William Michaelian

Poems, Notes, and Drawings

Tag Archive for ‘Family History’

At the Armenian Home

Even after his stroke and up to his death on January 6, 1990, at the age of ninety-three, my father’s father never did forget who we were. Many at the Armenian Home in Fresno, where he chose to spend the last few years of his life, weren’t as fortunate. This short poem was inspired by our visits there, and by the vineyards we used to pass on the way. “At […]

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Piano Man

The printed certificate with ornamental border shows that I was born in 1956, on the twentieth day of the month of May, in the small town of Dinuba, in the county of Tulare, in the central part of the San Joaquin Valley of California, southeast of the much larger town of Fresno. The third of three sons, I was named William on the third day after my glorious Sunday afternoon […]

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My Word, My Age, My Cage

I am as old now as I was when I was a child in my first pair of overalls, standing at the edge of the garden with my face near a flower. I even wear the same smile, a smile a bee might wear if he suddenly discovered he was human. And I am as old as the bee. I am as old now as I was when the fall […]

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The Trusty Hamilton

Memory — June 20, 2009

For the first time in ages, I wound my father’s wristwatch, which I keep on my work table next to his brother’s old briar pipe. The trusty Hamilton started ticking immediately. The tiny secondhand, set in a circle built into the face where the 6 should be, started making its way around. Now, several hours later, I see the watch is still running — as am I, apparently, though I […]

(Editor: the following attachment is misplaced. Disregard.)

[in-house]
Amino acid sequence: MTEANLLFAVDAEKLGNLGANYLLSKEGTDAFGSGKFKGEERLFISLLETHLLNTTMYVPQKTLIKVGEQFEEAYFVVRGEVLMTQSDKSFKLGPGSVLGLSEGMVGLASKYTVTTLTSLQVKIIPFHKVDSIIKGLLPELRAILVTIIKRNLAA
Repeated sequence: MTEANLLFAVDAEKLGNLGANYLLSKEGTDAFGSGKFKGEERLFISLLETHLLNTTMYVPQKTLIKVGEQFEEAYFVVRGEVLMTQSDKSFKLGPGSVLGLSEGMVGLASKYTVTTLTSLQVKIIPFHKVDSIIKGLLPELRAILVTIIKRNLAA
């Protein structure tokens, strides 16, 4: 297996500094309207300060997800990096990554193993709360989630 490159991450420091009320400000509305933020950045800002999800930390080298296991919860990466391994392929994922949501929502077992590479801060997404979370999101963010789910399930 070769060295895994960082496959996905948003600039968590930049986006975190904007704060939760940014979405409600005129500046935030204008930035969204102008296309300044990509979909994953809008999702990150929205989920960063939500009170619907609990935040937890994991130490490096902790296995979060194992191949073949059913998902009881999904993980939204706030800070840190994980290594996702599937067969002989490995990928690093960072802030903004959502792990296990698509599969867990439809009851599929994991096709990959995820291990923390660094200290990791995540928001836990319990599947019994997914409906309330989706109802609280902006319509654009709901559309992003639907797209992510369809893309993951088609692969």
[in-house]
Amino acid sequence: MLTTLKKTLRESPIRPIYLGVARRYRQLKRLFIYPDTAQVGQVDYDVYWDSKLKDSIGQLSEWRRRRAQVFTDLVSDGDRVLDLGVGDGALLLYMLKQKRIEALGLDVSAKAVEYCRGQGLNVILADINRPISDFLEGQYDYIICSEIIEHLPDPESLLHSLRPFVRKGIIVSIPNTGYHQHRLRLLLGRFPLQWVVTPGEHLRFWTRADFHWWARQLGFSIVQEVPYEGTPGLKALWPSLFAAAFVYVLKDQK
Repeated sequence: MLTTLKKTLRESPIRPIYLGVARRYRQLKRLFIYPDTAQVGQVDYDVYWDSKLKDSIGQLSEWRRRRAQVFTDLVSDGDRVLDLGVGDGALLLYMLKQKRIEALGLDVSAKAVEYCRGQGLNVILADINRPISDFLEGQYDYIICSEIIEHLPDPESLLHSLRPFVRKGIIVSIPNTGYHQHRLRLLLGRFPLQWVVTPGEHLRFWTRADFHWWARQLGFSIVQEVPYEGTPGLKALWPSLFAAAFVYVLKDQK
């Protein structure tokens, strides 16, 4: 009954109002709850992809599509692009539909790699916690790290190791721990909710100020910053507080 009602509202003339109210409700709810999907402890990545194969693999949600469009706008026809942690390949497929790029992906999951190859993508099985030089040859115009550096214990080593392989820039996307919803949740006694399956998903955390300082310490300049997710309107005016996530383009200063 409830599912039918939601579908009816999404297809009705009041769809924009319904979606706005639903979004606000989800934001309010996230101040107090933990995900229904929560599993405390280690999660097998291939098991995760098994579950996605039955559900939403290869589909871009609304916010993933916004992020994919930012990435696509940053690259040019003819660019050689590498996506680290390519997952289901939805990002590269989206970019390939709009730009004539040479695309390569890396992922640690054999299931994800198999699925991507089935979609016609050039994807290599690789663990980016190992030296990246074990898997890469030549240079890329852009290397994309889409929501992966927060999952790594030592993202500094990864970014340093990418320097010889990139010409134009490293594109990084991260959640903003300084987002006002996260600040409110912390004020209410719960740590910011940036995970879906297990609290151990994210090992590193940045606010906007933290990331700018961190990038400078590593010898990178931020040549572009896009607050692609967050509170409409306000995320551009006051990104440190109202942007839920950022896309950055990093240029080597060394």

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The Hat Rack

My Uncle Before the War

After the grapes were all in and the raisins were picked up, boxed, and hauled away, my father’s attention turned to fall cleanup and house-painting chores. Always busy, everything in its right time and season. Oil-based, lead-based work. Paint thinner. Fumes. Open windows. Worried flies. The kitchen walls, the washroom — they stand out, as does the hat rack his older brother built before he was killed in the war. […]

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Sitting At My Mother’s Desk

It’s big, it’s beautiful, it’s old, it’s heavy, it’s made of wood. It’s simple, it’s worn, it’s scarred, but it still shines when the light is upon it. She bought it many years ago from a retired school teacher eight miles away in the next town. In the Thirties, before the Second World War, she and one of her girlfriends walked to that town from our town along the railroad […]

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My Mother Saved Our Baby Shoes

Each day, I give thanks for the unknown and unexplained.   My Mother Saved Our Baby Shoes My mother saved our baby shoes, two handfuls of wedding rice in delicate nets, flowers, roses, brittle stems, in her cedar chest. And in all her years of not remembering, I wonder which she forgot the best. I wonder which she smiled at when she sat here dreaming in her make-believe and present-tense. […]

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Five Years Ago

“William” — January 1, 2014

Truly an exercise in vanity, I liked this self-portrait so much back in 2014, I had a small canvas-print made. On a wall in this room, in a dimly lit place mostly hidden by books, it’s a private daily reminder of my foolish self-absorption, which I can only hope, and am in no way certain, I’ve outgrown. But for all that, the likeness is still a valid record of sorts, […]

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Winter Light and the Old Royal

Winter Light and the Old Royal

Somewhere in the house — I can only guess where — there’s a sturdy flat box meant to hold a ream of paper, with a patterned lid that fits neatly over the bottom portion; this box contains a long story I wrote for adults who are children, and for children who are adults — a sort of Huck Finn lightly fictionalized family history set on the farm where my father […]

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There Is a Story

It seems these older pieces are coming together in a way that makes them read as if they’re being written now, one giving rise to the next in a natural progression. I realize this is my impression. I don’t know if it strikes you that way. But I think this feeling is partly due to the pieces I am writing now — those which stand alone, and those which serve […]

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